Many former Christians have already left the church – and for good reason. If the church is no longer a force for good in the world, and it is your intent to do good in this life, then leave the organization. Go and apply your skills and talents in other areas of life where you can be effective.

About Scott R. Stahlecker
Scott Stahlecker is a former minister and now writes for Thinkadelics about the joys and benefits of living as a freethinker. He is the author of several books, as well as the previous owner of several hospice agencies. You can read more about the author here.

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24 responses to “Christianity’s Role in the Insurrection: A Historical Precedent?”

  1. There’s been a great deal of commentary on the white Christian nationalism on display at the January 6th siege of the Capitol. The name of God was everywhere, invoked by men and women claiming to wear God’s armor as patriot soldiers protecting the soul of an exceptionalist nation. Josh Hawley, a Christian nationalist senator who egged on their false belief that the recent presidential election was stolen from Donald Trump, raised his fist in solidarity with those gathered. The blood of Jesus was said to be “covering this place,” as prayers rang out pleading that “the evil of Congress be brought to an end.” Members of Christian militias that spread lies about Muslims were in abundance, as were marks of anti-Black racism, anti-Semitism, and Holocaust nostalgia. It was a menagerie of Trumpian evangelicalism, as far from what many other Christians see as the gospel of Jesus as it seems possible to be.

    Some Christian critics saw more of the occult than the orthodox in the QAnon conspiracies fueling the rioters’ aspirations to be liberators; to be sure, it’s hard to tell the difference between evangelicalism and occultism these days, and the lines are so blurred that the terminology hardly matters anymore. From multiple origins, a conglomeration of superhero narratives have converged, luring countless numbers of Americans to see themselves as, in Ross Douthat’s words, “actors in a world-historical drama, saviors or re-founders of the American Republic.” Analyzing the Capitol insurrectionist whose military gear included patches sporting slogans like “Armor of God” and “God will judge our enemies. We’ll arrange the meeting,” Peter Manseau marvels at “the danger of comic book notions of faith meeting comic book notions of nation,” concluding, “We are being held hostage by permanent adolescents.” The armed so-called freedom fighters are doing their best to bring their comic book, their superhero movie, their violent video game, or their Book of Revelation revenge fantasy (isn’t it all the same?) to real life, and their target list includes all of us who don’t accept their reality.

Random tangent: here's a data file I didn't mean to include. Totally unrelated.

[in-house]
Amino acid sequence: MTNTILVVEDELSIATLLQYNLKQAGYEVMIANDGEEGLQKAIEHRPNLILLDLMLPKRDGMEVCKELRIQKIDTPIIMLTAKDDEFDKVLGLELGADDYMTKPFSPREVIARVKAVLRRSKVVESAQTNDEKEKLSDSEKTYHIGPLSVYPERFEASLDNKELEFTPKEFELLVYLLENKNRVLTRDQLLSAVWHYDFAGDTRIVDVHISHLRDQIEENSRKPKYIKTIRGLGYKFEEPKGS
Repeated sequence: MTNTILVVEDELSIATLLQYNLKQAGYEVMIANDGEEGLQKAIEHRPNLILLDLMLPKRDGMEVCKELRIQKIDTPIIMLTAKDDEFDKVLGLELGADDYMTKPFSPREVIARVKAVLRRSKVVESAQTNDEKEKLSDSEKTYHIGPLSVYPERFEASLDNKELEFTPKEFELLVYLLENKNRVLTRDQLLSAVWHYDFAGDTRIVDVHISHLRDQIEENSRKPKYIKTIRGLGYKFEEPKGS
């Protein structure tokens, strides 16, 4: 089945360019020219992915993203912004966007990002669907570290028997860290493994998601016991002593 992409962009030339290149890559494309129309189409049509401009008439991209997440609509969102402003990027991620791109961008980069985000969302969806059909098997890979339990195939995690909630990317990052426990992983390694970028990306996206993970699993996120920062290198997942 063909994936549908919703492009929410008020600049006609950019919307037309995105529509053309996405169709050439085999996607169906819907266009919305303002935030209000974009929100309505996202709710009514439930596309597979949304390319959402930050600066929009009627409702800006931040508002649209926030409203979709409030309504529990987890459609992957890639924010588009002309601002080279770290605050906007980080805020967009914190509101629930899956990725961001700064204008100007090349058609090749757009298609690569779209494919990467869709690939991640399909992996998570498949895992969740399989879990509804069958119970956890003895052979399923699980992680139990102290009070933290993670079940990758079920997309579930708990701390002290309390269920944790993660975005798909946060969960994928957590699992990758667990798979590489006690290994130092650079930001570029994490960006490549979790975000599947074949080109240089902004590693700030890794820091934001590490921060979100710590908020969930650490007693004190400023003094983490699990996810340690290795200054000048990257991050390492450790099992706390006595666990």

2. Hmmmm, permanent adolescents. Yes. At work, I left an office because it was filled with manbabies. Their desks were covered with superhero bobblheads and Lego constructions of all descriptions, they ran around the office most of the day shooting Nerf guns at each other and knocking down cubicle walls and knocking computers off desks, and on the rare occasions they were actually at their desks, men in their 30s and early 40s would whine to each other about how terrible their lives were, usually because the MEAN women in their lives wouldn’t let them have any fun. One described how he bullied his young wife to breast-feed their baby because “breast is best”, but then described how his wife’s body looked and the way the breastmilk smelled in the most demeaning and disgusting ways. Then he threw a tantrum because the wife had a breast infection because of her breastfeeding, and wanted to go to the doctor without the baby (so she could focus on the doctor). He raged that it wasn’t his job to “babysit”. Another raged when his wife’s emergency appendectomy required an overnight stay in the hospital, because that interfered with his regular pub-crawl night.

    Adolescents, indeed…except they’re armed and deadly.

  3. LOL, that was a previous office. I’m working with people with adult minds now. The experience did open my eyes to the number of grown adult men who are still mentally about 12 years old.

    The shocking thing was the attitude of management toward the mental children. When I went to my boss and his boss about it, their response was that running with around Nerf guns, knocking over monitors, was a fun thing and that’s why people came to that job. When I countered that nobody could get their work done, their response was that’s why they hired women, to get the work done. I was outta there, a little bit smarter about picking jobs.